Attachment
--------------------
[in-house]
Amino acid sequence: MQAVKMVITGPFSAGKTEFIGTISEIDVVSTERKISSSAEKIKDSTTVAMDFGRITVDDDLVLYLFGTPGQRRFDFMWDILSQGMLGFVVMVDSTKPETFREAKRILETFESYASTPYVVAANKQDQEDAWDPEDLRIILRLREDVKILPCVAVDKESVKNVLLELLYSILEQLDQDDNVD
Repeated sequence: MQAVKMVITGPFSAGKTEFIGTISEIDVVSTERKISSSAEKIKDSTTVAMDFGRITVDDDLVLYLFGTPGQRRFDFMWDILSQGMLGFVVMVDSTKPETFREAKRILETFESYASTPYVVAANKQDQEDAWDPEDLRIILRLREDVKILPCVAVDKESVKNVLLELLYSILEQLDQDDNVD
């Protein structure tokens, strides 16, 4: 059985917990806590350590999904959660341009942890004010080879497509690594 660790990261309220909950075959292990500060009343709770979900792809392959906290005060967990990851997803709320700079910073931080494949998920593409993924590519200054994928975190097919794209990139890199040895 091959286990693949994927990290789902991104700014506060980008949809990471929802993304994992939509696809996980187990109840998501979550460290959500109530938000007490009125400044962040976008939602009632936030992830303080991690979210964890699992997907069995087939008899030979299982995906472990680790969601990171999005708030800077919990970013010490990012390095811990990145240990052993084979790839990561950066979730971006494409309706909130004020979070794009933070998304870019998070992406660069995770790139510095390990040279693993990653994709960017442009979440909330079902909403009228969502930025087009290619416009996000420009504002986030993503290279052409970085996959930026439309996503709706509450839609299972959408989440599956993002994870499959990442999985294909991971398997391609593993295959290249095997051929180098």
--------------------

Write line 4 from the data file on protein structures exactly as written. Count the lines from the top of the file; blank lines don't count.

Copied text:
């Protein structure tokens, strides 16, 4: 059985917990806590350590999904959660341009942890004010080879497509690594 660790990261309220909950075959292990500060009343709770979900792809392959906290005060967990990851997803709320700079910073931080494949998920593409993924590519200054994928975190097919794209990139890199040895 091959286990693949994927990290789902991104700014506060980008949809990471929802993304994992939509696809996980187990109840998501979550460290959500109530938000007490009125400044962040976008939602009632936030992830303080991690979210964890699992997907069995087939008899030979299982995906472990680790969601990171999005708030800077919990970013010490990012390095811990990145240990052993084979790839990561950066979730971006494409309706909130004020979070794009933070998304870019998070992406660069995770790139510095390990040279693993990653994709960017442009979440909330079902909403009228969502930025087009290619416009996000420009504002986030993503290279052409970085996959930026439309996503709706509450839609299972959408989440599956993002994870499959990442999985294909991971398997391609593993295959290249095997051929180098």